The Baldwin Park Unified School District is less than pleased – to say the least – with a letter the City Council sent to board President Jack White last month.
The letter essentially asks that the board support the council in its call for Sergio Corona’s resignation.
Corona was Tased and arrested in an alleged vandalism incident in May.
Here’s the story:
BALDWIN PARK – Some school board members accused the City Council of overstepping its bounds with a letter calling for Sergio Corona’s resignation.
The letter, dated June 19, was sent to Baldwin Park Unified School Board President Jack White, and rubber-stamped with the signatures of all five council members.
It asked that the board “join the City Council in its request for school board member Sergio Corona
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“It’s one thing to be worried about the city but to actually send us a letter,” said school board member Blanca Rubio. “We don’t govern each other. I think they jumped the gun on it.”
Corona, 34, was arrested May 22 after allegedly breaking the windows of a home in the 13000 block of Sandstone Street.
According to a police report, Corona admitted to having smoked methamphetamine and marijuana earlier in the night.
Corona was booked on suspicion of driving under the influence of alcohol or drugs, being under the influence of a controlled substance, felony vandalism and driving with an expired license.
He has denied any wrongdoing.
Charges have yet to be filed in Corona’s case pending confirmation of toxicology results.
Mayor Manuel Lozano said while he understands the council and the school board are two separate entities, he said the council felt the need to send the letter based on residents’ complaints.
“We’re concerned as an entity,” Lozano said. “That’s the reason it was sent out. I don’t want to turn this into a fight.”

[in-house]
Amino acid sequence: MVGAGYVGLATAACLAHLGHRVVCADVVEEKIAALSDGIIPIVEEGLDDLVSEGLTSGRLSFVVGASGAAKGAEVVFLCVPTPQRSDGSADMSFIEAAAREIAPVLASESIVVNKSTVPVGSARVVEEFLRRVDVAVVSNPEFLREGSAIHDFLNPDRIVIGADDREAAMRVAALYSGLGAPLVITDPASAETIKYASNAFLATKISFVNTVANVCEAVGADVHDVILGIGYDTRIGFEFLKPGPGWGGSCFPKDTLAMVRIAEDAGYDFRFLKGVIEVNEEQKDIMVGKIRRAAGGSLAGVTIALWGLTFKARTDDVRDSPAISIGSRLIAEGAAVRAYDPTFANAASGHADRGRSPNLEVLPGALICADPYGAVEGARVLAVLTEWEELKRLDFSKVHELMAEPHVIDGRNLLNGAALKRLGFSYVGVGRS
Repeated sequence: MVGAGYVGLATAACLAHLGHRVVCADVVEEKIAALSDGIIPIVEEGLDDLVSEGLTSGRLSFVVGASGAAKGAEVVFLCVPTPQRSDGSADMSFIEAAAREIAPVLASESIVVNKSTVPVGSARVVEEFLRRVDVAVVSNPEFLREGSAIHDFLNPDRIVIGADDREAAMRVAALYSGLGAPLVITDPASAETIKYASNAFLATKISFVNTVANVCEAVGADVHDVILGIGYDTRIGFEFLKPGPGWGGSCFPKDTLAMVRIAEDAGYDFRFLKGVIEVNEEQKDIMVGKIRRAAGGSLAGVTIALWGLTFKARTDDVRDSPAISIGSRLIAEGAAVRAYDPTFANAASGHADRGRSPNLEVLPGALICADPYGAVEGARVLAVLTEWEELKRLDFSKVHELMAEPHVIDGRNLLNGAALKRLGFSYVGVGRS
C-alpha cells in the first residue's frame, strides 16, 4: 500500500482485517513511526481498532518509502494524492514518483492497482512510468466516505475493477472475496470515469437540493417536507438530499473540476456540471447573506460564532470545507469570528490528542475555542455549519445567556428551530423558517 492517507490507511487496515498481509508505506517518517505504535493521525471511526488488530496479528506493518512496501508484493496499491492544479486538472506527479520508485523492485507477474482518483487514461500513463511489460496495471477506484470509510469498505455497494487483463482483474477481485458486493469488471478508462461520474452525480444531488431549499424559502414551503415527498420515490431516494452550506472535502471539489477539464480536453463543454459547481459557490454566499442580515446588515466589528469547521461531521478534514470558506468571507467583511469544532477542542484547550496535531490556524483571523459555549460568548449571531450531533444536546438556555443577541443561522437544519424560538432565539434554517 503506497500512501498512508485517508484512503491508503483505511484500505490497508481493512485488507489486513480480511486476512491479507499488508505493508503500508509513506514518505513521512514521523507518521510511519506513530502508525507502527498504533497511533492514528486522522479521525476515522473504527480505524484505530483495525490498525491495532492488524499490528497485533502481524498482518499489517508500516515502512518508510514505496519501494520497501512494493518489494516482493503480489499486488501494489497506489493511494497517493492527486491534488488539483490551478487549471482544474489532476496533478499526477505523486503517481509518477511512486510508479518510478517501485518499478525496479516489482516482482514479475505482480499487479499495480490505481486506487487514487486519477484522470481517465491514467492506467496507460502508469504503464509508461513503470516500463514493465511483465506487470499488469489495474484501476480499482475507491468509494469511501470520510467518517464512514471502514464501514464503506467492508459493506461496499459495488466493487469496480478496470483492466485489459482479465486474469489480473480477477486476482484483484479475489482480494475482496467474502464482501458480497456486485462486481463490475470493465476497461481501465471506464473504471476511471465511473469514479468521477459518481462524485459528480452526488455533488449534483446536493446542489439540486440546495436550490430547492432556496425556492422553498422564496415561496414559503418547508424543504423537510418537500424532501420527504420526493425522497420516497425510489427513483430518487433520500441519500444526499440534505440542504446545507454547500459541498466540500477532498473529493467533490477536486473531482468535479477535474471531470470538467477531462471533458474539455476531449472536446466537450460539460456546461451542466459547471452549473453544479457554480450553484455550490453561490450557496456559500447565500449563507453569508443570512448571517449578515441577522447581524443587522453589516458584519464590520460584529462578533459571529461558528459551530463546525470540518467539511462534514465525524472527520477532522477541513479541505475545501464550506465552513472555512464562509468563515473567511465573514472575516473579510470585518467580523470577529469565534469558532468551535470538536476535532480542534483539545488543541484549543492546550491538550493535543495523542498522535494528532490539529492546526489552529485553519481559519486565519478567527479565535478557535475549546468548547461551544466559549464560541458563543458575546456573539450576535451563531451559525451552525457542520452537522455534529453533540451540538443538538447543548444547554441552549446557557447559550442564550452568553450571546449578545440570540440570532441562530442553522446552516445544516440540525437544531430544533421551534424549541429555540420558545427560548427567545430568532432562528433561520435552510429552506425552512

In a rebuttal letter sent to Chief Executive Officer Vijay Singhal last week, White reminded the council that the board has no authority to ask Corona to step down, and Corona has not been convicted of any crimes.
White also pointed out in the letter that when misconduct has been alleged against other Baldwin Park officials – such as former council member Bill Van Cleave and former school board member Anthony Bejarano Sr. – the council had not called for their resignations.
“In the opinion of many, the alleged offenses of these public officials were far more egregious and were directly associated with the office each was holding,” the letter states.
“It should be noted that not one of these individuals resigned from office and, in fact, each ran for re-election.”
Councilman Ricardo Pacheco said Corona’s case is different because as a school board member, he should be setting an example for Baldwin Park children.
“I think the board is taking this too lightly,” he said. “We are dealing with kids here. One of the members is involved in drugs, has personal issues with possible alcohol and different types of illegal drugs. I think we need to look into that representative.”
White – who said he found it highly unusual the letter was sent only to him – also questioned the council’s conformity with state public meeting laws in drafting the letter.
Public meeting experts say the council may have violated the Ralph M. Brown Act – which governs open meetings – by not putting the letter on the agenda for approval before sending it to the school board.
“A city council or school board may not take action on a matter that was not on the agenda,” said Terry Francke, legal counsel for Californians Aware.
City officials say because the decision was made in open session at the June 4 council meeting, there was no need to place the letter on the agenda.
Singhal said after the letter was drafted that each individual council member was asked if they agreed with its contents, and if they would allow their signatures on the letter.
Francke said that is still a violation of the Brown Act, and the letter should have been placed on the agenda for approval.
“If council was saying the real action was taken publicly,” he said, “there where citizens that made comments, we reacted and we took direction … that is not sufficient.”
Singhal said staff members were acting in compliance with the city attorney’s advice.
“I don’t know what to do,” Lozano said. “The letter has already gone out.”
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Francke seemed pretty sure last week that the council did indeed violate the Brown Act with that letter. Since the letter was sent from the council as a whole, Francke said the issue should have been agendized and voted on before a consensus was reached on whether to mail the letter in support of Corona’s resignation.
He also took issue with the fact that the city manager contacted each individual council member about approving the final draft of the letter.
See all the letters for yourself: